Directing the secretary of the interior to pause on entering into new oil and natural gas leases on public lands or offshore waters to the extent possible, launch a rigorous review of all existing leasing and permitting practices related to fossil fuel development on public lands and waters and identify steps that can be taken to double renewable energy production from offshore wind by 2030.
Directing federal agencies to eliminate fossil fuel subsidies as consistent with applicable law and identify new opportunities to spur innovation, commercialization and deployment of clean energy technologies and infrastructure.
Directing federal agencies to double offshore wind in federal waters by 2030.
Directing the Department of the Interior to work on permitting, licensing and other issues that will result in a doubling of wind capacity in federal waters by 2030.
4. “Rebuild Our Infrastructure for a Sustainable Economy,” including:
Directing steps to ensure that every federal infrastructure investment reduces climate pollution and that steps are taken to accelerate clean energy and transmission projects under federal siting and permitting processes in an environmentally sustainable manner.
5. “Advance Conservation, Agriculture and Reforestation,” including:
Committing to the goal of conserving at least 30% of our lands and oceans by 2030 and launching a process for stakeholder engagement from agricultural and forest landowners, fishermen, Tribes, states, territories, local officials and others to identify strategies that will result in broad participation.
Calling for the establishment of a Civilian Climate Corps Initiative to put a new generation of Americans to work conserving and restoring public lands and waters, increasing reforestation, increasing carbon sequestration in the agricultural sector, protecting biodiversity, improving access to recreation and addressing the changing climate.
Directing the secretary of agriculture to collect input from farmers, ranchers and other stakeholders on how to use federal programs to encourage adoption of climate-smart agricultural practices that produce verifiable carbon reductions and sequestrations and create new sources of income and jobs for rural Americans.
6. “Revitalize Energy Communities,” including:
Establishing an Interagency Working Group on Coal and Power Plant Communities and Economic Revitalization, to be co-chaired by the national climate advisor and the Director of the National Economic Council.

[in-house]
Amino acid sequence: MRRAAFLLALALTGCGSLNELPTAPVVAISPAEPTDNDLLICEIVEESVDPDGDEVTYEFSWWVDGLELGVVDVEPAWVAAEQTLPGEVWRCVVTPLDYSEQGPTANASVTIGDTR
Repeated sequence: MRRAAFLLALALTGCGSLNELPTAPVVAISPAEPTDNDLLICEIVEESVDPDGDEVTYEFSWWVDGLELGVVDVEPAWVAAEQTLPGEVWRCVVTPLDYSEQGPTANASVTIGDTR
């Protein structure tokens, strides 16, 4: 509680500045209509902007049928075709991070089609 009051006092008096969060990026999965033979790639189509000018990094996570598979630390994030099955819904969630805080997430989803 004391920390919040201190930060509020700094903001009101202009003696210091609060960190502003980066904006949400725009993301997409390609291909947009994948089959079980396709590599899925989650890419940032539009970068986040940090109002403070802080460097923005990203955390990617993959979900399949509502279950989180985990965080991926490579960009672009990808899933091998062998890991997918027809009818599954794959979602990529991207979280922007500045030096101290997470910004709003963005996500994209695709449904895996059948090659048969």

Directing federal agencies to coordinate investments and other efforts to assist coal, oil and natural gas and power plant communities.
Directing the new Interagency Working Group to advance projects that reduce emissions of toxic substances and greenhouse gases from existing and abandoned infrastructure and that prevent environmental damage that harms communities and poses a risk to public health and safety.
Directing the new Interagency Working Group to explore efforts to turn properties idled in these communities, like brownfields, into new hubs for the growth of the US economy.
7. “Secure Environmental Justice and Spur Economic Opportunity,” including:
Formalizing President Biden’s commitment to make environmental justice a part of the mission of every agency by directing federal agencies to develop programs, policies and activities to address the disproportionate health, environmental, economic and climate impacts on disadvantaged communities.
Establishing a White House Environmental Justice Interagency Council and a White House Environmental Justice Advisory Council to prioritize environmental justice and ensure a whole-of-government approach to addressing current and historical environmental injustices, including strengthening environmental justice monitoring and enforcement through new or strengthened offices at the Environmental Protection Agency (EPA), Department of Justice and Department of Health and Human Services.
Creating a government-wide Justice40 Initiative with the goal of delivering 40% of the overall benefits of relevant federal investments to disadvantaged communities and tracking performance toward that goal through the establishment of an Environmental Justice Scorecard.
Initiating the development of a Climate and Environmental Justice Screening Tool, building off EPA’s EJSCREEN, to identify disadvantaged communities, support the Justice40 Initiative and inform equitable decision making across the federal government.